Pergolas: The Perfect Complement to Any Outdoor Room

Providing shelter and protection while allowing users to enjoy sunshine, cool breezes, and nature
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Sponsored by Walpole Outdoors
By Barbara Horwitz-Bennett

Learning Objectives:

  1. Identify the current trends driving the increased popularity of outdoor rooms in residential and nonresidential applications, particularly pergolas.
  2. Evaluate the pros and cons of wood, aluminum, fiberglass, and solid cellular vinyl for pergolas.
  3. Discuss pergola design options, including attached versus detached, pergola placement, massing and proportion, and beam spacing.
  4. Review a variety of noteworthy solid cellular vinyl pergola design and installation projects as presented in case studies.


1 AIA LU/Elective
AAA 1 Structured Learning Hour
This course can be self-reported to the AANB, as per their CE Guidelines
AAPEI 1 Structured Learning Hour
MAA 1 Structured Learning Hour
This course can be self-reported to the NLAA.
This course can be self-reported to the NSAA
NWTAA 1 Structured Learning Hour
OAA 1 Learning Hour
SAA 1 Hour of Core Learning
This course can be self-reported to the AIBC, as per their CE Guidelines.
This course is approved as a Structured Course
This course can be self-reported to the AANB, as per their CE Guidelines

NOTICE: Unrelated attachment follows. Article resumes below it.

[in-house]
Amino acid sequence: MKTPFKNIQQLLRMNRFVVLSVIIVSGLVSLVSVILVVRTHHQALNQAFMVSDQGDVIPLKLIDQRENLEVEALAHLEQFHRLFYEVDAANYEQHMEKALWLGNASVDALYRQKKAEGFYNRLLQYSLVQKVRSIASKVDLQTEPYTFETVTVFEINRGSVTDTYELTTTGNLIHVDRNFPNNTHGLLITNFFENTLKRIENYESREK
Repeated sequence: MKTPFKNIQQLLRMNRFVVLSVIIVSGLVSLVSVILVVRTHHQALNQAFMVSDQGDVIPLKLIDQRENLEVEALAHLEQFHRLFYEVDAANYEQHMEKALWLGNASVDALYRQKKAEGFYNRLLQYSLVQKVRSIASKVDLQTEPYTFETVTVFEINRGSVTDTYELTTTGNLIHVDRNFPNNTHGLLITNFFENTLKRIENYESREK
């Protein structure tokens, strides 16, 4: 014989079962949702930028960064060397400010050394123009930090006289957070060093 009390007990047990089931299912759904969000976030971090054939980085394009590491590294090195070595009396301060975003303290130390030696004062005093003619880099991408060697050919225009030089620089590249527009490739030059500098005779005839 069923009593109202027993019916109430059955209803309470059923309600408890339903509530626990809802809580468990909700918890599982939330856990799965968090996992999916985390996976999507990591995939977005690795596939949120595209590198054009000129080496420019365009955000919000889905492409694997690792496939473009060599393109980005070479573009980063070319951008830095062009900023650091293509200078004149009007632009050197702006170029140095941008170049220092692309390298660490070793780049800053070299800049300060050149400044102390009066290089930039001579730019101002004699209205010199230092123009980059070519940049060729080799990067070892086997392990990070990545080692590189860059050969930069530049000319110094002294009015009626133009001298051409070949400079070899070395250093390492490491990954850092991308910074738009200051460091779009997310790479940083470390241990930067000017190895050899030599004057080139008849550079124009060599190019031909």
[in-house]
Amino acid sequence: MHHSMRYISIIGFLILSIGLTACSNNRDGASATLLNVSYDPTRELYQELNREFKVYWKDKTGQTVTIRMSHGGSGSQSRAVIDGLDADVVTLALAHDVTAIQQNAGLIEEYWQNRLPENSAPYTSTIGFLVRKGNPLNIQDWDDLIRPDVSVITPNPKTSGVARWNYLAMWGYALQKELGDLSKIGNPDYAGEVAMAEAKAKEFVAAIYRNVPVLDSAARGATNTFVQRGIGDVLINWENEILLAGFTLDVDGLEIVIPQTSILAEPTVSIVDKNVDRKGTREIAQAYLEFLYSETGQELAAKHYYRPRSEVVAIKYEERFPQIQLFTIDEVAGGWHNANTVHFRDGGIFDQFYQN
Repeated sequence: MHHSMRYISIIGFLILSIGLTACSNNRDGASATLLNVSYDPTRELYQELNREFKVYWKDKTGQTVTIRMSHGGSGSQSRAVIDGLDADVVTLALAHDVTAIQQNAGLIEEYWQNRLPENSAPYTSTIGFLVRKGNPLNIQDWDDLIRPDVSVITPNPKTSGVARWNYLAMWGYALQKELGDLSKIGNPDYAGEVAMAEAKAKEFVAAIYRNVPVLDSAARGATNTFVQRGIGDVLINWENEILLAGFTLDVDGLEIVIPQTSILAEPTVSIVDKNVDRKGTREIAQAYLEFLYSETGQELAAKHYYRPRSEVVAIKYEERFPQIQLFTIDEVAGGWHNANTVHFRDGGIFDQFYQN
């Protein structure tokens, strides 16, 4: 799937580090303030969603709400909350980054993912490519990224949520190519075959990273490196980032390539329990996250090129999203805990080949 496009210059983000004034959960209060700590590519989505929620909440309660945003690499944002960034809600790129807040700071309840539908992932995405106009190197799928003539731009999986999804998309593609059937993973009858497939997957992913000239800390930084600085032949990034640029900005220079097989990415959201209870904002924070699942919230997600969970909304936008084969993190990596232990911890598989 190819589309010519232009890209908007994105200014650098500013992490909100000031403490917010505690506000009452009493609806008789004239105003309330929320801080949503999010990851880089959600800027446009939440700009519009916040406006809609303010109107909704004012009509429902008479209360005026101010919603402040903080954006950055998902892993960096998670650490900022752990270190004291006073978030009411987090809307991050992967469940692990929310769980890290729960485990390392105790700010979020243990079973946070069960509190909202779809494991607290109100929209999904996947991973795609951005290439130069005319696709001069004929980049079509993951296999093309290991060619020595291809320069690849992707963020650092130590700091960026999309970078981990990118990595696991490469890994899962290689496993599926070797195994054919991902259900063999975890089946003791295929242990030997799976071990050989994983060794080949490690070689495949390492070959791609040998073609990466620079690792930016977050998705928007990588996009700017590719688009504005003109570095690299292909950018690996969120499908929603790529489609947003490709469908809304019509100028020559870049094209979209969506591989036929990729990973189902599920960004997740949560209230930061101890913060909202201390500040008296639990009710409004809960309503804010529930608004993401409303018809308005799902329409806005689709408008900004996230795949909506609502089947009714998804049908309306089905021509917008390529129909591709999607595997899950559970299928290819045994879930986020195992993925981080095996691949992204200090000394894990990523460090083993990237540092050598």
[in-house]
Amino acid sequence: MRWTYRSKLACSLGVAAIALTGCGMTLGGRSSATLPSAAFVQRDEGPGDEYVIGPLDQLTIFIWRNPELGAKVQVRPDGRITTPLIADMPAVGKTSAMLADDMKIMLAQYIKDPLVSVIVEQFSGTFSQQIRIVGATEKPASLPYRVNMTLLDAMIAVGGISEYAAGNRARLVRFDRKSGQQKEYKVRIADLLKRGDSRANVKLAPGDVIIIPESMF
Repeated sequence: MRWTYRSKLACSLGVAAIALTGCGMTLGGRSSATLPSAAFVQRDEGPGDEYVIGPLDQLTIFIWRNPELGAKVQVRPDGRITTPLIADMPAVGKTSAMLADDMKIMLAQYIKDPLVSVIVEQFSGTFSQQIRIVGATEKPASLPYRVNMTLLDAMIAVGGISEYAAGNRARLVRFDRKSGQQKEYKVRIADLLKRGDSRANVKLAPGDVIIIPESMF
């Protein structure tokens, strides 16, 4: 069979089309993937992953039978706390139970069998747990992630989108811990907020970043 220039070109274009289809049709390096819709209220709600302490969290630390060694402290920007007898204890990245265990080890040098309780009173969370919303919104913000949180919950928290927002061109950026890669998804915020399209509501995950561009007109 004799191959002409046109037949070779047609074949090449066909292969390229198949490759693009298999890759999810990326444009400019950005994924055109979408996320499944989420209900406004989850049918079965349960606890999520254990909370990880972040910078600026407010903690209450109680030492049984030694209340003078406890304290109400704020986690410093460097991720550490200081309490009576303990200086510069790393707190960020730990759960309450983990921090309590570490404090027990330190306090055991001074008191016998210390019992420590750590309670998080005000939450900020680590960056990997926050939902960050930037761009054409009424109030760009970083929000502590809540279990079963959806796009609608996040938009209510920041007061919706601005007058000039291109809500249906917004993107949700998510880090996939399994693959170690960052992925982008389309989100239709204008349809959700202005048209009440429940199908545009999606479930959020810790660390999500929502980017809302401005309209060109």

Approved for structured learning
Approved for Core Learning
This course can be self-reported to the NLAA
Course may qualify for Learning Hours with NWTAA
Course eligible for OAA Learning Hours
This course is approved as a core course
This course can be self-reported for Learning Units to the Architectural Institute of British Columbia
This test is no longer available for credit

Highly desirable features in homes, mixed-use properties, corporate and educational campuses, public grounds, and more, outdoor dwellings continue to grow in popularity.

In 2018, U.S. consumers spent $25 billion on outdoor living, according to the Cleveland-based market research firm The Freedonia Group. Additionally, the National Association of Home Builders’ most recent “What Homeowners Really Want” survey found that the percentage of homeowners rating a patio as essential or desirable increased from 73 percent to 87 percent over the past 15 years.

All photos courtesy of Walpole Outdoors

Crafted in solid cellular vinyl with columns, beams, and curved end cuts, this 12-foot x 25-foot pergola is an outdoor gathering spot at a 55-plus community in Maryland.